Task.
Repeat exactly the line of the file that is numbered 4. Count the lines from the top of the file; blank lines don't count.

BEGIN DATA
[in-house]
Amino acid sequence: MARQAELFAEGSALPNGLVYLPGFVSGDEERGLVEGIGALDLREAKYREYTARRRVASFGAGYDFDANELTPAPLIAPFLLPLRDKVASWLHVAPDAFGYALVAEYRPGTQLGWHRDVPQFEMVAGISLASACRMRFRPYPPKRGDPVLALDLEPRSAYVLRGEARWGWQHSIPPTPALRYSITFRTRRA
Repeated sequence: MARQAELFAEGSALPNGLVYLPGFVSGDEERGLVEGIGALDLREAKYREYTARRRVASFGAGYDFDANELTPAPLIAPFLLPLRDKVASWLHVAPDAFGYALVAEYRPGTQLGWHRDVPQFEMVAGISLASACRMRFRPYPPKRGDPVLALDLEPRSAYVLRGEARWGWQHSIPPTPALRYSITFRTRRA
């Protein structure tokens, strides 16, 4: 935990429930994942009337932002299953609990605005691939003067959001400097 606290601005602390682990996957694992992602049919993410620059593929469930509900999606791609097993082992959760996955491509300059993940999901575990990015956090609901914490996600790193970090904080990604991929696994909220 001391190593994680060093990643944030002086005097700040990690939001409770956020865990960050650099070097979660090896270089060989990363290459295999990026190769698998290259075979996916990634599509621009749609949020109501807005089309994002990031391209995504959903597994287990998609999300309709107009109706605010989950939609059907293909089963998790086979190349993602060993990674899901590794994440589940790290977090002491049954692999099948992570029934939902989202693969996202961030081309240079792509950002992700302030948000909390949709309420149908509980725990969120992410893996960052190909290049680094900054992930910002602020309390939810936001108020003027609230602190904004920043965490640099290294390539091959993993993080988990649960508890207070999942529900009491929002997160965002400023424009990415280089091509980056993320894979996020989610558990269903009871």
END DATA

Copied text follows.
């Protein structure tokens, strides 16, 4: 935990429930994942009337932002299953609990605005691939003067959001400097 606290601005602390682990996957694992992602049919993410620059593929469930509900999606791609097993082992959760996955491509300059993940999901575990990015956090609901914490996600790193970090904080990604991929696994909220 001391190593994680060093990643944030002086005097700040990690939001409770956020865990960050650099070097979660090896270089060989990363290459295999990026190769698998290259075979996916990634599509621009749609949020109501807005089309994002990031391209995504959903597994287990998609999300309709107009109706605010989950939609059907293909089963998790086979190349993602060993990674899901590794994440589940790290977090002491049954692999099948992570029934939902989202693969996202961030081309240079792509950002992700302030948000909390949709309420149908509980725990969120992410893996960052190909290049680094900054992930910002602020309390939810936001108020003027609230602190904004920043965490640099290294390539091959993993993080988990649960508890207070999942529900009491929002997160965002400023424009990415280089091509980056993320894979996020989610558990269903009871």